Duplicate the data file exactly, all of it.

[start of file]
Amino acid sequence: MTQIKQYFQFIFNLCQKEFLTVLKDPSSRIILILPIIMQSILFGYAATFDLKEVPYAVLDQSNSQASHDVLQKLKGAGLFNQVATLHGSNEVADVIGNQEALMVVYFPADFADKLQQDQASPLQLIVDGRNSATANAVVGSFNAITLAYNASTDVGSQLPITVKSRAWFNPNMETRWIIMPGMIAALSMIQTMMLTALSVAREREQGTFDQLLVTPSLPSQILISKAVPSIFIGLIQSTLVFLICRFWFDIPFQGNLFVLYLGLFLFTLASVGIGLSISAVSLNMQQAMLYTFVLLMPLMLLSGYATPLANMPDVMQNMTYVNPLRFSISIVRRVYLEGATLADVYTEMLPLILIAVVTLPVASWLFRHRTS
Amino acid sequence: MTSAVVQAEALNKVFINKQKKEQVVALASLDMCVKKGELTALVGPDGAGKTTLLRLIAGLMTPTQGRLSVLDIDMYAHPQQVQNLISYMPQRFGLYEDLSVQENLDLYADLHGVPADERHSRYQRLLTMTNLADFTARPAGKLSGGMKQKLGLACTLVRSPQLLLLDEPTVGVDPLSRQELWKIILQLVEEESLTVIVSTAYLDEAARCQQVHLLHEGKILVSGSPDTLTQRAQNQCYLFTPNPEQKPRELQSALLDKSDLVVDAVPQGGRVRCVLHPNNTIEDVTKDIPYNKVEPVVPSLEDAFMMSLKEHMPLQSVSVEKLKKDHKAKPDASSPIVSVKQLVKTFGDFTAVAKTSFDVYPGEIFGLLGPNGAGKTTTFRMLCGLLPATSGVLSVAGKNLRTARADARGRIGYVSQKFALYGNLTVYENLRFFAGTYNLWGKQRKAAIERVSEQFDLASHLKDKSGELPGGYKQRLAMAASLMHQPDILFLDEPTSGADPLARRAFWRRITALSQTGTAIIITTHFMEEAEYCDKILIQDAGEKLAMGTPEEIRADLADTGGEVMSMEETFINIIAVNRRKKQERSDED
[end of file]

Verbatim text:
Amino acid sequence: MTQIKQYFQFIFNLCQKEFLTVLKDPSSRIILILPIIMQSILFGYAATFDLKEVPYAVLDQSNSQASHDVLQKLKGAGLFNQVATLHGSNEVADVIGNQEALMVVYFPADFADKLQQDQASPLQLIVDGRNSATANAVVGSFNAITLAYNASTDVGSQLPITVKSRAWFNPNMETRWIIMPGMIAALSMIQTMMLTALSVAREREQGTFDQLLVTPSLPSQILISKAVPSIFIGLIQSTLVFLICRFWFDIPFQGNLFVLYLGLFLFTLASVGIGLSISAVSLNMQQAMLYTFVLLMPLMLLSGYATPLANMPDVMQNMTYVNPLRFSISIVRRVYLEGATLADVYTEMLPLILIAVVTLPVASWLFRHRTS
Amino acid sequence: MTSAVVQAEALNKVFINKQKKEQVVALASLDMCVKKGELTALVGPDGAGKTTLLRLIAGLMTPTQGRLSVLDIDMYAHPQQVQNLISYMPQRFGLYEDLSVQENLDLYADLHGVPADERHSRYQRLLTMTNLADFTARPAGKLSGGMKQKLGLACTLVRSPQLLLLDEPTVGVDPLSRQELWKIILQLVEEESLTVIVSTAYLDEAARCQQVHLLHEGKILVSGSPDTLTQRAQNQCYLFTPNPEQKPRELQSALLDKSDLVVDAVPQGGRVRCVLHPNNTIEDVTKDIPYNKVEPVVPSLEDAFMMSLKEHMPLQSVSVEKLKKDHKAKPDASSPIVSVKQLVKTFGDFTAVAKTSFDVYPGEIFGLLGPNGAGKTTTFRMLCGLLPATSGVLSVAGKNLRTARADARGRIGYVSQKFALYGNLTVYENLRFFAGTYNLWGKQRKAAIERVSEQFDLASHLKDKSGELPGGYKQRLAMAASLMHQPDILFLDEPTSGADPLARRAFWRRITALSQTGTAIIITTHFMEEAEYCDKILIQDAGEKLAMGTPEEIRADLADTGGEVMSMEETFINIIAVNRRKKQERSDED